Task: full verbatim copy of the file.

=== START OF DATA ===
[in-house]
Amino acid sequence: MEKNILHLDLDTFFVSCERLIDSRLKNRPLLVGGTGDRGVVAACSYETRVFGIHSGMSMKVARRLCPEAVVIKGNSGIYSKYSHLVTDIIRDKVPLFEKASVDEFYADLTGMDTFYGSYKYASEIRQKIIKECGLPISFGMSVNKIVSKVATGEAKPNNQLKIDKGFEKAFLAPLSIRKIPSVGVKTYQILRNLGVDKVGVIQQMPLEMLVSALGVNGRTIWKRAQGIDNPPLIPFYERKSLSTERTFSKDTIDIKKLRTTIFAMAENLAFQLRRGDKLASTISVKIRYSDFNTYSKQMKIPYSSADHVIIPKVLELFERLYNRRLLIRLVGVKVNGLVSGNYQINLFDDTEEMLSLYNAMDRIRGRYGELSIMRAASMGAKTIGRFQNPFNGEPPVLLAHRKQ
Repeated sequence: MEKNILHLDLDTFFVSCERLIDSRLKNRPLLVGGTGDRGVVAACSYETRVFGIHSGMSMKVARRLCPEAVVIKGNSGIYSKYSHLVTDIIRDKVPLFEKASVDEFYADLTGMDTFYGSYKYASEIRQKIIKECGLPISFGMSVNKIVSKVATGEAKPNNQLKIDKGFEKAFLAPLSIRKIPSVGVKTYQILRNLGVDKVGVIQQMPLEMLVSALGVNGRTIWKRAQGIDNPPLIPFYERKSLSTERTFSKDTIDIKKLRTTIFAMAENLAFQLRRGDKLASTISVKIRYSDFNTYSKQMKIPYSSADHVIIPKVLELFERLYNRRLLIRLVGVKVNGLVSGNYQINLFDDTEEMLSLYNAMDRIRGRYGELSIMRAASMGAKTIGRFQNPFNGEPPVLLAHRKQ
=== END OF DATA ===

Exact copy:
[in-house]
Amino acid sequence: MEKNILHLDLDTFFVSCERLIDSRLKNRPLLVGGTGDRGVVAACSYETRVFGIHSGMSMKVARRLCPEAVVIKGNSGIYSKYSHLVTDIIRDKVPLFEKASVDEFYADLTGMDTFYGSYKYASEIRQKIIKECGLPISFGMSVNKIVSKVATGEAKPNNQLKIDKGFEKAFLAPLSIRKIPSVGVKTYQILRNLGVDKVGVIQQMPLEMLVSALGVNGRTIWKRAQGIDNPPLIPFYERKSLSTERTFSKDTIDIKKLRTTIFAMAENLAFQLRRGDKLASTISVKIRYSDFNTYSKQMKIPYSSADHVIIPKVLELFERLYNRRLLIRLVGVKVNGLVSGNYQINLFDDTEEMLSLYNAMDRIRGRYGELSIMRAASMGAKTIGRFQNPFNGEPPVLLAHRKQ
Repeated sequence: MEKNILHLDLDTFFVSCERLIDSRLKNRPLLVGGTGDRGVVAACSYETRVFGIHSGMSMKVARRLCPEAVVIKGNSGIYSKYSHLVTDIIRDKVPLFEKASVDEFYADLTGMDTFYGSYKYASEIRQKIIKECGLPISFGMSVNKIVSKVATGEAKPNNQLKIDKGFEKAFLAPLSIRKIPSVGVKTYQILRNLGVDKVGVIQQMPLEMLVSALGVNGRTIWKRAQGIDNPPLIPFYERKSLSTERTFSKDTIDIKKLRTTIFAMAENLAFQLRRGDKLASTISVKIRYSDFNTYSKQMKIPYSSADHVIIPKVLELFERLYNRRLLIRLVGVKVNGLVSGNYQINLFDDTEEMLSLYNAMDRIRGRYGELSIMRAASMGAKTIGRFQNPFNGEPPVLLAHRKQ